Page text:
HMAS Choules

Supply ship HMAS Choules at anchor in Port Vila harbour. Australian and US strategic interest in Vanuatu has spiked of late.

Vanuatu, the country that some have called the Switzerland of the Pacific, is being asked to take sides.

First, the Undersecretary of the Navy came to visit. Then a Deputy Secretary of Defence. And Prime Minister Scott Morrison. And Foreign Minister Marise Payne on a whistle stop visit with no public agenda.

Now the ABC is reporting that top-level White House advisors, including a member of the National Security Council, have visited Vanuatu, along with Solomon Islands, Australia and New Zealand. Their recent visit to Vanuatu hints at two things:

1) James Mattis’ departure from the Trump administration hasn’t reduced American attention on the Western Pacific.

2) Vanuatu is going to have to make a choice about whose side it’s on: China or the Western Powers.

The choice would create opportunities as well as liabilities. On the upside, there is a great deal of development assistance being lined up. Even politically unpopular issues such as climate change become negotiable when strategic security comes into play.

And now there’s a new kid in town.

It seems that the United States is no longer content to delegate the task of watching over the Western Pacific to its Five Eyes colleagues. The recent spate of top-level visits to Vanuatu is evidence that Washington wants to see for itself what’s happening out here.

What does this say about the much-ballyhooed report that China was planning to establish a base in Vanuatu?

First the Department of Defence, and now the White House itself have sent their top people over. That suggests they’re taking the report seriously.

The newly created Directorate for Oceania and Indo-Pacific Security is evidence that folks in DC are convinced that someone needs to be watching us full-time—and that the role cannot be delegated.

We can read that two ways:

1) Washington thinks there’s something to the whole base thing, and wants to get direct assurances from Vanuatu that it’s not going to happen; or

2) Washington doesn’t trust Australian reports, and realises they have to establish their own networks.

Their may be some truth to both, but the first scenario seems more likely.

It neatly explains the visits from the undersecretary of the Navy, a deputy secretary of defence, and now two senior White House figures.

Sourcing on intelligence matters is always sketchy, but the evidence behind the base story points to Australia intercepting Chinese communications. Vanuatu officials remain adamant that they were not aware of any attempt by China to broach the topic of a naval base here in Vanuatu.

Multiple sources in Canberra suggest that members of the intelligence community indicated they were certain that ‘there is a plan’ in place for China to broaden its military footprint into the Western Pacific.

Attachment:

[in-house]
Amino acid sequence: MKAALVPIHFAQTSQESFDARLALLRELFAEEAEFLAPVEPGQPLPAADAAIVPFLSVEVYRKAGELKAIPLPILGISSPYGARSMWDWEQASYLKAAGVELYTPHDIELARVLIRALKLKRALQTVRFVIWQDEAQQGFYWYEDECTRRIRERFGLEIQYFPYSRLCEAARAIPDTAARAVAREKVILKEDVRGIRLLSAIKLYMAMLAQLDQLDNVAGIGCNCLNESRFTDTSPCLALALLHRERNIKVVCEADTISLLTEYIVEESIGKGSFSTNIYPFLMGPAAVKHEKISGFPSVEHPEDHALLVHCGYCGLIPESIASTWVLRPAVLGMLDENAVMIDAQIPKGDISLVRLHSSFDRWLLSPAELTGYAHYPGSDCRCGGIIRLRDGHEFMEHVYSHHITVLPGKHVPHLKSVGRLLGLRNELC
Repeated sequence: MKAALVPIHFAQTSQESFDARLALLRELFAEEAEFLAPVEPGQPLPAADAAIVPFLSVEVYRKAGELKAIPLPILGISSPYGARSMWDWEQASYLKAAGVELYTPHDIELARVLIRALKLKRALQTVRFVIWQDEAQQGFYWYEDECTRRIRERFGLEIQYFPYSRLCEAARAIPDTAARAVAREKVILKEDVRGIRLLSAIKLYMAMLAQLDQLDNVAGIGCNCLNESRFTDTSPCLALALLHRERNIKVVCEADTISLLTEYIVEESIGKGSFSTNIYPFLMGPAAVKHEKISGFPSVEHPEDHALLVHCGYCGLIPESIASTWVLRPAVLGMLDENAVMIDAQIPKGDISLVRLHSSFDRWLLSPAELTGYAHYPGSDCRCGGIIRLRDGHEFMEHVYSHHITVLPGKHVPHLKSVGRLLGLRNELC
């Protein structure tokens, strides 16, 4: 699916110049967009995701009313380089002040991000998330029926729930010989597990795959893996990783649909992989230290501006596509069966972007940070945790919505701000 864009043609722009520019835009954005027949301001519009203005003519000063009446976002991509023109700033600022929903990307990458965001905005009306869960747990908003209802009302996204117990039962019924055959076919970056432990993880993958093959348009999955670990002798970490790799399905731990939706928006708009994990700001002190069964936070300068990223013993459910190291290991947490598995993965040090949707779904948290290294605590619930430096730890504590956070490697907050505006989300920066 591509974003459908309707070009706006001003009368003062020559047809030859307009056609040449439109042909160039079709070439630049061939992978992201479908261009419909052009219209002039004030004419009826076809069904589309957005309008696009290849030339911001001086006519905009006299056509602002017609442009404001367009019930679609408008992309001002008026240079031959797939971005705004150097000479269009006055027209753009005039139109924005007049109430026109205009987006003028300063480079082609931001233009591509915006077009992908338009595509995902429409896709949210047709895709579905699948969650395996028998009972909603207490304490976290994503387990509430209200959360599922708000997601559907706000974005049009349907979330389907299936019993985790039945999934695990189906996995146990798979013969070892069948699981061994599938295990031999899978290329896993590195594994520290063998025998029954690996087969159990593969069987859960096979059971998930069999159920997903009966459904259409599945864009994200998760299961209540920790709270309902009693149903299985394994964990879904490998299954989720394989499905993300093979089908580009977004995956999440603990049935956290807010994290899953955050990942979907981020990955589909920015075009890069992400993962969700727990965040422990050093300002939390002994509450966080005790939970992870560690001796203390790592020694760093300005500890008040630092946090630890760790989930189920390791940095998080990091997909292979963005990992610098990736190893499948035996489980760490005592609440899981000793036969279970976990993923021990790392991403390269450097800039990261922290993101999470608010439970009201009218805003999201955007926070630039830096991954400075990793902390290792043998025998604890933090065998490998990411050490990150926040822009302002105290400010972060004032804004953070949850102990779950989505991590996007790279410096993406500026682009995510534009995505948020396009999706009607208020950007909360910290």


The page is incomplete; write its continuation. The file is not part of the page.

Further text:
China’s Ambassador to Vanuatu Liu Quan was pulled from his post ahead of schedule, and his successor has maintained radio silence since he arrived. Ambassador Liu is now in Suriname.

Did he get caught out promising more than he could deliver?

And what does this mean for Vanuatu?

It would explain the increasingly us-or-them rhetoric coming from Australia and the USA. While they ramp up their efforts to provide development assistance, they are also making it clear that allegiance mean alliance.

And alliance means we’ll have to wean ourselves from the Chinese teat—or face a chilly reception from some soon-to-be-former friends.

This is cause for concern for the current government. Charlot Salwai’s coalition has been closer to—and benefited more from—China than pretty much any government before it. Distancing themselves from this cosy relationship could prove difficult, especially if China were to decide they’d get along better with a different crew at the helm.

When Serge Vohor tried to repudiate Vanuatu’s One China Policy and align the nation with Taiwan, he lasted barely six weeks before he was out on his ear in a no-confidence vote.

The biggest elephant in this very crowded room is the semi-licit sale of passports to Chinese nationals. The government of China has chosen to look away while their citizens purchase Vanuatu passports at US $155,000 each. Dual citizenship is not recognised in Chinese Nationality Law, but neither is it punished.

Vanuatu is becoming increasingly reliant on passport sales. In 2018, they represented about a third of all government revenues.

Without this money, many of the government’s plans and programmes would face shortfalls, and politicians would have to go into the 2020 election campaign with nothing to offer their supporters but austerity, budget cuts and a moratorium on large-scale development.

Australia and the United States have offered to ‘step up’ with development funding, but they have yet to explain how debt accumulated in Western-funded infrastructure projects would be any less onerous than Chinese debt.

The terms offered by multilateral lenders such as the World Bank and ADB are vastly better than China EXIM’s. But at the end of the day, debt is debt, and Vanuatu’s prospects for surviving—let alone thriving—in the next decade are not guaranteed.

Vanuatu’s preferred gambit is to be the ‘Switzerland of the Pacific’ as one analyst put it. Friend to all; enemy to none. If things did hot up at some point, we would revisit that stance. But for as long as possible, it makes infinitely more sense to cleave tightly to our Non-Aligned status and to avoid becoming too enmeshed with either side.

If our development partners had our interests at heart, they’d let us be.

But if the recent spate of high-level of activity is any indication, we may not have that luxury much longer. That could make problems for everyone where they only notionally existed before.

We could all find ourselves living in interesting times.

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